Green and Sustainable Building at CSULB

by Robin Yeager on 05/06/2009

in Green Building, Green Education/Training

I’ve just left the 3rd class in the Green and Sustainable Building Certificate Program offered by CSU-Long Beach’s continuing ed department. Over the course of eight weeks we are exploring the parameters of green design and building — from exterior site selection to materials (inside and out) and indoor air quality and energy efficiency.

My fellow students range from curious learners to career changers and those already in, or moving into, the green arena. We are architects and city planners, building and engineering contractors, investors, non-profit project managers, construction workers, a self-described “capitalist”, homeowners and renters. Some of us have been laid off and a few are retired. I am the only lawyer. We share the sentiments of a fellow student who cares about “healthy living” and a “healthy planet”.

Our instructors Wes Harding and John Shipman began with an overview of green building and viewing the home as a system, and now we are taking an in-depth look at the elements of residential building.

One goal of green building is to avoid formaldehyde-based and petroleum-based materials where possible.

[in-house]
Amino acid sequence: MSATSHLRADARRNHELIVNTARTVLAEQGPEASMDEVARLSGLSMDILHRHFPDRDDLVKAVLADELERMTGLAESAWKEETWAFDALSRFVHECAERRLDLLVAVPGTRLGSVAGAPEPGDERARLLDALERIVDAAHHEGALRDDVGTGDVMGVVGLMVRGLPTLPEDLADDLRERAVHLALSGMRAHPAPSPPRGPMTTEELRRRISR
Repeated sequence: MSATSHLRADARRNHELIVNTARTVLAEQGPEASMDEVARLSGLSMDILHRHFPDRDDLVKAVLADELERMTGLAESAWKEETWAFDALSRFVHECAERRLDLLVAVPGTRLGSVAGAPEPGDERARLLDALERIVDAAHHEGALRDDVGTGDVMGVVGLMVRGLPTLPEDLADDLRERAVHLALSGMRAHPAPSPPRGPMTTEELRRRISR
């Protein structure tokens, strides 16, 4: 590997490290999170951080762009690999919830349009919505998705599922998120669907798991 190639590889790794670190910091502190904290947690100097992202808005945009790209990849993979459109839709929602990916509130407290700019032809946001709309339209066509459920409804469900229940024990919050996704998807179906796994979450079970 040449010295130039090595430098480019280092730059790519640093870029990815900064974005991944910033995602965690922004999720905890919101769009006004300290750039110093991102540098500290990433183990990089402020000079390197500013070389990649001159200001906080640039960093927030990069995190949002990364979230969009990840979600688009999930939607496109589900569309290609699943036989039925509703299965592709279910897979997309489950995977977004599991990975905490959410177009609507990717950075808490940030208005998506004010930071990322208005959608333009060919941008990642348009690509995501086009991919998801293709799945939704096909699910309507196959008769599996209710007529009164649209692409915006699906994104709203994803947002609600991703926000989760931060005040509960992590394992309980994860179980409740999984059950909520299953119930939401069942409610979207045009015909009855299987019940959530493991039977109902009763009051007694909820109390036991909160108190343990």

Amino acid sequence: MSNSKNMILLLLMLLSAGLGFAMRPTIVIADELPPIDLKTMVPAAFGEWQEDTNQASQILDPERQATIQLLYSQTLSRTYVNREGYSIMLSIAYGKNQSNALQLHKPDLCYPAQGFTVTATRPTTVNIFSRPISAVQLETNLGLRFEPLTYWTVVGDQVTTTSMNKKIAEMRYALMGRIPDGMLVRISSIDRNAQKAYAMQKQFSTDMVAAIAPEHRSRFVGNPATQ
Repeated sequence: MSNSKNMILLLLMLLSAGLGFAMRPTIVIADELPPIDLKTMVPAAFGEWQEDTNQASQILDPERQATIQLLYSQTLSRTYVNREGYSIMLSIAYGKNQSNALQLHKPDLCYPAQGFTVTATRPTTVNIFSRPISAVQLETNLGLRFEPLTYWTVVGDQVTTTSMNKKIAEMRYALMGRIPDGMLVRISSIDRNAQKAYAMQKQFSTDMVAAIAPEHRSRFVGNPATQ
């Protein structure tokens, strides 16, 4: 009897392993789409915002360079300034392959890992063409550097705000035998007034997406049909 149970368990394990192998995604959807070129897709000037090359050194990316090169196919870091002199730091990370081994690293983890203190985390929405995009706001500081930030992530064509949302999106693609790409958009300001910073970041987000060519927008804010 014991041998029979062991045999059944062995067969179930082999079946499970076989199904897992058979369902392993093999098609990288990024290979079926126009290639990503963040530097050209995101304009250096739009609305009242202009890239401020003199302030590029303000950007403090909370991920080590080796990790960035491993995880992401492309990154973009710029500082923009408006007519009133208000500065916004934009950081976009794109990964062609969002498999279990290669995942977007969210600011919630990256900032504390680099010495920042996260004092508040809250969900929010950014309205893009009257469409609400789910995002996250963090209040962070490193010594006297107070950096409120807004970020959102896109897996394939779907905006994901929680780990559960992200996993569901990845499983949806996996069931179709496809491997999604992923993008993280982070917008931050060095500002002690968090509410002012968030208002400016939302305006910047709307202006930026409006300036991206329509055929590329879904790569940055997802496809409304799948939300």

Reducing concrete’s carbon footprint
I suspect most of us didn’t know that portland cement is one of the biggest greenhouse gas (GHG) contributors. Cement production requires significant amounts of energy and creates a chemical reaction that releases carbon dioxide as a byproduct. When fly ash, a coal combustion waste product, is used as a cement substitute in the concrete manufacturing process, it results in lower GHG emissions.

There are those who argue that the benefits of fly ash, which contains substantial amounts of toxic metals, are outweighed by its toxicity. That argument is countered by those who note that when fly ash is used in concrete, any heavy metals in the ash are trapped forever. Couldn’t that argument be made about asbestos? It’s not harmful until you tear it down or break it up? Another problem with fly ash is that far more fly ash must be disposed of than is used to make concrete.


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